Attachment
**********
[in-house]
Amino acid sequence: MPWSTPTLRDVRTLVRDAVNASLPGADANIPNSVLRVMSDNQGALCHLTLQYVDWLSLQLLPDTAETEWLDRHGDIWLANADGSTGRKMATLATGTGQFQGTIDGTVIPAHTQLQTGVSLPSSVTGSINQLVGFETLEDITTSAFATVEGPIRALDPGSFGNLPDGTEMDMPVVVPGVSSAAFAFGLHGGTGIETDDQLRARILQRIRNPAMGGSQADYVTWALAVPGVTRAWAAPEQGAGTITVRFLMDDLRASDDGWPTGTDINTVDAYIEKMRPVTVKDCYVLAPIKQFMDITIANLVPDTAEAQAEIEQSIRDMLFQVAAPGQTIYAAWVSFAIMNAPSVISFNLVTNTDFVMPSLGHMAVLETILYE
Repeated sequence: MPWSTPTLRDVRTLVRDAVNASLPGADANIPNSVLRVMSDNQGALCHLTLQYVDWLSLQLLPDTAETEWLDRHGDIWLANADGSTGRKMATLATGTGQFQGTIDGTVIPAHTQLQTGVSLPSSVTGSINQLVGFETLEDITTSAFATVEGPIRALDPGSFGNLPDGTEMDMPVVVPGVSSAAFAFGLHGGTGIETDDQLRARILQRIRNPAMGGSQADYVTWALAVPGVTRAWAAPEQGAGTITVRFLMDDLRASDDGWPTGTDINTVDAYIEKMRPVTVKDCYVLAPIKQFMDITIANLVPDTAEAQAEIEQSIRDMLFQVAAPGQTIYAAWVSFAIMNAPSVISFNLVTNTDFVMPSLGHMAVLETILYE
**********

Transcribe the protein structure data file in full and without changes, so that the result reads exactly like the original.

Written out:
[in-house]
Amino acid sequence: MPWSTPTLRDVRTLVRDAVNASLPGADANIPNSVLRVMSDNQGALCHLTLQYVDWLSLQLLPDTAETEWLDRHGDIWLANADGSTGRKMATLATGTGQFQGTIDGTVIPAHTQLQTGVSLPSSVTGSINQLVGFETLEDITTSAFATVEGPIRALDPGSFGNLPDGTEMDMPVVVPGVSSAAFAFGLHGGTGIETDDQLRARILQRIRNPAMGGSQADYVTWALAVPGVTRAWAAPEQGAGTITVRFLMDDLRASDDGWPTGTDINTVDAYIEKMRPVTVKDCYVLAPIKQFMDITIANLVPDTAEAQAEIEQSIRDMLFQVAAPGQTIYAAWVSFAIMNAPSVISFNLVTNTDFVMPSLGHMAVLETILYE
Repeated sequence: MPWSTPTLRDVRTLVRDAVNASLPGADANIPNSVLRVMSDNQGALCHLTLQYVDWLSLQLLPDTAETEWLDRHGDIWLANADGSTGRKMATLATGTGQFQGTIDGTVIPAHTQLQTGVSLPSSVTGSINQLVGFETLEDITTSAFATVEGPIRALDPGSFGNLPDGTEMDMPVVVPGVSSAAFAFGLHGGTGIETDDQLRARILQRIRNPAMGGSQADYVTWALAVPGVTRAWAAPEQGAGTITVRFLMDDLRASDDGWPTGTDINTVDAYIEKMRPVTVKDCYVLAPIKQFMDITIANLVPDTAEAQAEIEQSIRDMLFQVAAPGQTIYAAWVSFAIMNAPSVISFNLVTNTDFVMPSLGHMAVLETILYE